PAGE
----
The National Energy Customer Framework: are there opportunities for your business?

04 Aug 2015Archived News Domenic Chiavone Subscriber Only News

The National Energy Customer Framework (NECF) is a new development that applies in some jurisdictions of the National Electricity Market (NEM).  Its aim is to standardise the protections for small site owners and promote full retail contestability. NECF is a suite of legal instruments that regulate the sale and supply of electricity and gas to retail customers and requires adherence to the National Electricity Rules (NER) for states that legislate to adopt the framework. 

Cost savings opportunities may be created for customers through aggregation of the small accounts in their electricity portfolio.  While only a small number of businesses may be eligible, the savings potential can be large. 

This article outlines both the background and the opportunity for business.

The NECF was developed by State, Territory and Commonwealth Energy Ministers through the Council of Australian Government’s Standing Council on Energy and Resources and currently applies in:

  • the Australian Capital Territory (commenced 1 July 2012)
  • Tasmania (commenced 1 July 2012)
  • South Australia (commenced 1 February 2013)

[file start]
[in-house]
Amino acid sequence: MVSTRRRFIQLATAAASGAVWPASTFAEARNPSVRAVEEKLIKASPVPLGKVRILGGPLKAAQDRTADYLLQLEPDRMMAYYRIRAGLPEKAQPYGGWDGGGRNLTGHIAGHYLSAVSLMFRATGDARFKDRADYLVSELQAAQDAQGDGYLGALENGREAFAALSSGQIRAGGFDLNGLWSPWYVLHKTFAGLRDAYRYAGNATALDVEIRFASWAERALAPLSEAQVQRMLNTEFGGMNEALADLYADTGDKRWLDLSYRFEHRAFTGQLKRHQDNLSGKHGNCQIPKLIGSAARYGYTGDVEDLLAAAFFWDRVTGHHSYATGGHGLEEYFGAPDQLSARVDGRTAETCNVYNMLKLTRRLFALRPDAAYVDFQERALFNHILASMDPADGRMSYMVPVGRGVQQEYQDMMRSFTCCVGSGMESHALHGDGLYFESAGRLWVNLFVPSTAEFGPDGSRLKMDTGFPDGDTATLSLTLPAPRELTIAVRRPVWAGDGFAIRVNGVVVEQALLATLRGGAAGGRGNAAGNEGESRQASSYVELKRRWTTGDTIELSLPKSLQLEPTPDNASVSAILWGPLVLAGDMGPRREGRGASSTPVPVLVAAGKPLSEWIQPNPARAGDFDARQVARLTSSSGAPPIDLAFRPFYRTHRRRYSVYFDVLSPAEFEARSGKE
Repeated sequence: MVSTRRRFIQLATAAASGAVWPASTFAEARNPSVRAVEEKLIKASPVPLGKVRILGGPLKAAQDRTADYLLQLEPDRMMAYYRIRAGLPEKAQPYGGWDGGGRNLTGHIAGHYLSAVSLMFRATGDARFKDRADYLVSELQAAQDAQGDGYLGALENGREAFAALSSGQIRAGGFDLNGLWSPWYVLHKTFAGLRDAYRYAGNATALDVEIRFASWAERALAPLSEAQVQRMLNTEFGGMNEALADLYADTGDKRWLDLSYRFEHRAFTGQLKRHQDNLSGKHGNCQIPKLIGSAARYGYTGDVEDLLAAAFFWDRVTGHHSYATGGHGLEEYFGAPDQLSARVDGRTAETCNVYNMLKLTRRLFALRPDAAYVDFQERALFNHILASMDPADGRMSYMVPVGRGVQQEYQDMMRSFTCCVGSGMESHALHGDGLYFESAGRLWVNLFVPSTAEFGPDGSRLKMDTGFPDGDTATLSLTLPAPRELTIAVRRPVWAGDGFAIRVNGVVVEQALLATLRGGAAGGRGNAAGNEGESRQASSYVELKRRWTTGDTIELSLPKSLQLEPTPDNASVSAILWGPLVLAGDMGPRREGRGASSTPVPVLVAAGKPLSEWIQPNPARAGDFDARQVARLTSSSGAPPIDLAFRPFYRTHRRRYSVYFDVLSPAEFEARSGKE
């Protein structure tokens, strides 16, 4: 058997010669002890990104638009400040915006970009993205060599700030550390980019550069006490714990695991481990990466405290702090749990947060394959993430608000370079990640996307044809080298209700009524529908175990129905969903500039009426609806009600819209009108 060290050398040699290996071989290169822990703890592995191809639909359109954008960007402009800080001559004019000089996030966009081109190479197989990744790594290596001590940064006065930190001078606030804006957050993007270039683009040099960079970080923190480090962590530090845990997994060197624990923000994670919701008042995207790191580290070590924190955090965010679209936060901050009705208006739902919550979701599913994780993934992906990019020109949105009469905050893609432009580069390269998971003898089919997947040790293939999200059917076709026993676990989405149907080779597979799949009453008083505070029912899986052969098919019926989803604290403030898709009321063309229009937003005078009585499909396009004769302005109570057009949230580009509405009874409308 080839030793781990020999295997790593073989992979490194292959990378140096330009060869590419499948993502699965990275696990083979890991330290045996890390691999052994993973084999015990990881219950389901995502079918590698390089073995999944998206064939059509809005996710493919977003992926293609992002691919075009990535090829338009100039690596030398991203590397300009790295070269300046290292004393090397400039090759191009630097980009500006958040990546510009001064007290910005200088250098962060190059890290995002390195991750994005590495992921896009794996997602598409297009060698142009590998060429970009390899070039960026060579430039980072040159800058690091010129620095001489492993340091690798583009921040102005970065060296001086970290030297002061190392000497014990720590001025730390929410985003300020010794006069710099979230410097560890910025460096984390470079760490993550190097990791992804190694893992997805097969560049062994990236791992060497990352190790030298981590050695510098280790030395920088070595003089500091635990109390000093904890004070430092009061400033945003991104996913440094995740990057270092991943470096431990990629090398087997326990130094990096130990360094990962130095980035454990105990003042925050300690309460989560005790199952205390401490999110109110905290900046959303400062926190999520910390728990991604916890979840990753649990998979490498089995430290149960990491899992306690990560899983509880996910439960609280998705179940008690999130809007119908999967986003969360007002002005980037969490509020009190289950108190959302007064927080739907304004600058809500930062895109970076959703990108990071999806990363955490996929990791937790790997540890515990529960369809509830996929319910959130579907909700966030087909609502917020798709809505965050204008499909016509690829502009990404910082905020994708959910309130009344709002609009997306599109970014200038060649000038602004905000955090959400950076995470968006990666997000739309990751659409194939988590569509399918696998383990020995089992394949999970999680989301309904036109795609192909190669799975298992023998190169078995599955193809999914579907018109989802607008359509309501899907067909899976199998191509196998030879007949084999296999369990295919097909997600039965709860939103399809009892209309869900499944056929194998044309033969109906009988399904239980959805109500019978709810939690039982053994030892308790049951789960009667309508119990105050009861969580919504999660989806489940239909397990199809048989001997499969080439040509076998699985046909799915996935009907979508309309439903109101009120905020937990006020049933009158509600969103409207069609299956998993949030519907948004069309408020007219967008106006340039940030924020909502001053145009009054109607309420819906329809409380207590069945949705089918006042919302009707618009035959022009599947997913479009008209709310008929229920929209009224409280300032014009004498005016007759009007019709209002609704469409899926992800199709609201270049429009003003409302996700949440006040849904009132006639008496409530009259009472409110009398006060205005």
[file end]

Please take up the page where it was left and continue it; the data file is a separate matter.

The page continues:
• New South Wales (commenced 1 July 2013)
  • Queensland (commenced 1 July 2015)

The NECF does not yet apply in Victoria, Western Australia or the Northern Territory.

Cost savings opportunities may be created for customers through aggregation

Under NECF electricity retailers can aggregate some or all of a business customer’s small accounts, providing the customer has given their explicit informed consent. This is covered in rules 4 and 5 of the National Energy Retail Rules. With consent, retailers may aggregate or switch a number of small market sites that are below the contestable threshold to become large sites. The network cost component would still be payable and the small market meter would be replaced with a large site meter.

Small accounts are typically charged at a significant cost premium to large accounts, presenting considerable savings opportunities for customers by aggregating eligible small category accounts to be billed as a large customer.

How does a business assess the opportunity?

In order to determine eligible accounts and assess the cost implications of aggregation, detailed analysis is required to compare current total costs for small accounts to possible total costs should the account be converted to large account. 

This analysis requires six steps to be completed.  Within those steps consumption and cost data needs to be collected and analysed to determine spend, and the range of charge scenarios need to be modelled and assessed for suitability to aggregate. 
 

Energetics can help

Energetics is at the forefront of these changes and has identified considerable savings opportunities for a number of key clients.  To learn more about the detailed activities at each of the six steps, contact one of our energy market experts. 

For large energy users with many small category accounts, these developments may drive lucrative savings opportunities with a minimal up-front cost.

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